Amateur night at the Anti-science Fair

Karen Armstrong is a former English teacher and current religious apologist with a strong dislike of science; she has found a novelist who also has a strong dislike of science, and who was invited to give some lectures on the subject at Yale. (Yale invites some very odd fish to give lectures on subjects they don’t seem to know much about. Terry Eagleton for instance, and now Marilynne Robinson. Why does Yale do that?)

[T]he novelist Marilynne Robinson argues that positivism, the belief that science is the only reliable means to truth, has adopted a “systematically reductionist” view of human nature.

Oh yay, a much-needed critique of the reductionism of positivism and the folly of thinking that science is better at finding out things than more amateurish brands of inquiry. That will be new and different.

Armstrong summarizes Robinson in several excruciating paragraphs of uncomprehending formulaic nonsense, then winds up with a final deepity:

If we are indeed completely in thrall to the selfish gene, why not throw all constraint to the winds and just be selfish – individually and collectively, in our politics, social arrangements, financial and economic dealings? We saw during the 20th century (not to mention the first decade of the 21st) what can happen when the “me-first” mentality is given free rein.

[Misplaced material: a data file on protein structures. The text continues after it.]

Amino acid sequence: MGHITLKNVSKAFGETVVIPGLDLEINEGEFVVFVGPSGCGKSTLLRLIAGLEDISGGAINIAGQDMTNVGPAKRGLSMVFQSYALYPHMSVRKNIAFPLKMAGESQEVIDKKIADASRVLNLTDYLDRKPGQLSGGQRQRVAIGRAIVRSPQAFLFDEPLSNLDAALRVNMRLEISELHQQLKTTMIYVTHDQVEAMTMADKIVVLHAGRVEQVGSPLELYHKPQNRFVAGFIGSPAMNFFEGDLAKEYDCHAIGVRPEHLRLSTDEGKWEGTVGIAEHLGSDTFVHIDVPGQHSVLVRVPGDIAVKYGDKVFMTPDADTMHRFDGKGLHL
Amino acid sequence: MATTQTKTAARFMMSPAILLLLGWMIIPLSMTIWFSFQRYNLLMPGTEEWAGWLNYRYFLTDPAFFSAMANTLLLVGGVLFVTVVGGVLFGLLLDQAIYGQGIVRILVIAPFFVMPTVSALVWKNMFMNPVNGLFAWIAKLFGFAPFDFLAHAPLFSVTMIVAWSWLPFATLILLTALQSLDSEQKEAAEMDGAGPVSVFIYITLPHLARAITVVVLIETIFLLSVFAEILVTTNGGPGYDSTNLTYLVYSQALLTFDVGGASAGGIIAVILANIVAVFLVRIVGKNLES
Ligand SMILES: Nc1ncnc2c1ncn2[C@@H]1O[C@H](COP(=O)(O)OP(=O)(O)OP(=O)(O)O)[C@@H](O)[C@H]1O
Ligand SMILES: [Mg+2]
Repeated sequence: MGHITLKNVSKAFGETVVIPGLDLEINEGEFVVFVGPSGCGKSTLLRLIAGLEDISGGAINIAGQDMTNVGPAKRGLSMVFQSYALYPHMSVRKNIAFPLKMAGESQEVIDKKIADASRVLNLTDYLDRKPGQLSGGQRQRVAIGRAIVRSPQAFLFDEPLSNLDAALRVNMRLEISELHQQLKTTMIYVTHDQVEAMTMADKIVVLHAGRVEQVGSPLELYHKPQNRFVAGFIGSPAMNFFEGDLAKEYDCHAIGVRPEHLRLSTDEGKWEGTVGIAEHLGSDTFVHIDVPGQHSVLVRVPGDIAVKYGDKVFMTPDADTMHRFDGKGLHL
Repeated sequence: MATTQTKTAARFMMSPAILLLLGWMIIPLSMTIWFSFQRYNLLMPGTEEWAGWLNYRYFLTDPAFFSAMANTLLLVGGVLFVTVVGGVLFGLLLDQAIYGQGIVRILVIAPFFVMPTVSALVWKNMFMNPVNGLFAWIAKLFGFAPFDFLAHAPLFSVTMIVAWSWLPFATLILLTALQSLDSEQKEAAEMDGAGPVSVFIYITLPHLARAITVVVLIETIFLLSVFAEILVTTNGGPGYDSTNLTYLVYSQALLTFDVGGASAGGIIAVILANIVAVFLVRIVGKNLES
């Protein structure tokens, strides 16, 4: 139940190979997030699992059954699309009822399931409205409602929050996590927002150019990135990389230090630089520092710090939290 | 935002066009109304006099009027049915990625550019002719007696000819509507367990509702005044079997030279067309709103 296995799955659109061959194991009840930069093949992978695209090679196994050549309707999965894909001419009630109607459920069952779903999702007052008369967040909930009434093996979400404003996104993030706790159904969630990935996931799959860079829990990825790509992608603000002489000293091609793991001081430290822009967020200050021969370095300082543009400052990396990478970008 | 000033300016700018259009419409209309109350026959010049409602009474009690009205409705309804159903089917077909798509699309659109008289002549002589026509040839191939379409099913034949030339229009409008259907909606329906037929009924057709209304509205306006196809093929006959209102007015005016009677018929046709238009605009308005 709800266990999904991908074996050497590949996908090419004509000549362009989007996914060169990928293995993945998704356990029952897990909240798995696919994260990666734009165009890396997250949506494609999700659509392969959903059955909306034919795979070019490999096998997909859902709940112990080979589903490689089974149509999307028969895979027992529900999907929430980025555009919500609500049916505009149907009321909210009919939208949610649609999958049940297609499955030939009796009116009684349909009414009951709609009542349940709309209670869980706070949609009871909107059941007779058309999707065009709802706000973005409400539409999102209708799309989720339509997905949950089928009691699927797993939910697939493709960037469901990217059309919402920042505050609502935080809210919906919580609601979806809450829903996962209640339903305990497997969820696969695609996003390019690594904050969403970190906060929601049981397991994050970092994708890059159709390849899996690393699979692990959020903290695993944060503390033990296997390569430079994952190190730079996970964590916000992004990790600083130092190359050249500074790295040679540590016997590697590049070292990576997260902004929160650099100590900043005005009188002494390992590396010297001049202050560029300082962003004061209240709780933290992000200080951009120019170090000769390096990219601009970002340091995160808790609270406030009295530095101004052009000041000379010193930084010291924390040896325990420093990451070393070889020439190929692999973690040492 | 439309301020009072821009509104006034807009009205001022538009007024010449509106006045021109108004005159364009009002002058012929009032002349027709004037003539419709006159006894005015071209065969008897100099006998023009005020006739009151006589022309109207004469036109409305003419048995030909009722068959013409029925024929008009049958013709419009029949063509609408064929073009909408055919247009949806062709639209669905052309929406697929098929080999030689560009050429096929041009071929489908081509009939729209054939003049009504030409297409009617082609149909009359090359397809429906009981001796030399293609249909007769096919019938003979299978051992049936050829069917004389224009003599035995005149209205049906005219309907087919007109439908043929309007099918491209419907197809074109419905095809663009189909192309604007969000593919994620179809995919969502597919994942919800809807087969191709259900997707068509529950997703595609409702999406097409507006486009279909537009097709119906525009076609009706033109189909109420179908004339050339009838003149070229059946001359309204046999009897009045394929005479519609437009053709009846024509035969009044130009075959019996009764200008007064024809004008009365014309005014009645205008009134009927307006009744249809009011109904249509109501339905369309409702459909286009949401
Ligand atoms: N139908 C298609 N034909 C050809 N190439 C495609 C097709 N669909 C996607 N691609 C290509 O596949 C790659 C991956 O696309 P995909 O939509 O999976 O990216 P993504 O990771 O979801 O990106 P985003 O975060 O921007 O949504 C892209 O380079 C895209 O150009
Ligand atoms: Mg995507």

She seems to have derived her understanding of the selfish gene from Mary Midgley, or perhaps the back of a cereal box. The whole review is warmed-over Midgley, which might as well be warmed-over Charles Windsor, which might as well be warmed-over Marilynne Robinson. They all peddle the same line of annoying uninformed grandiose New Agey bullshit, and they give me a pain.

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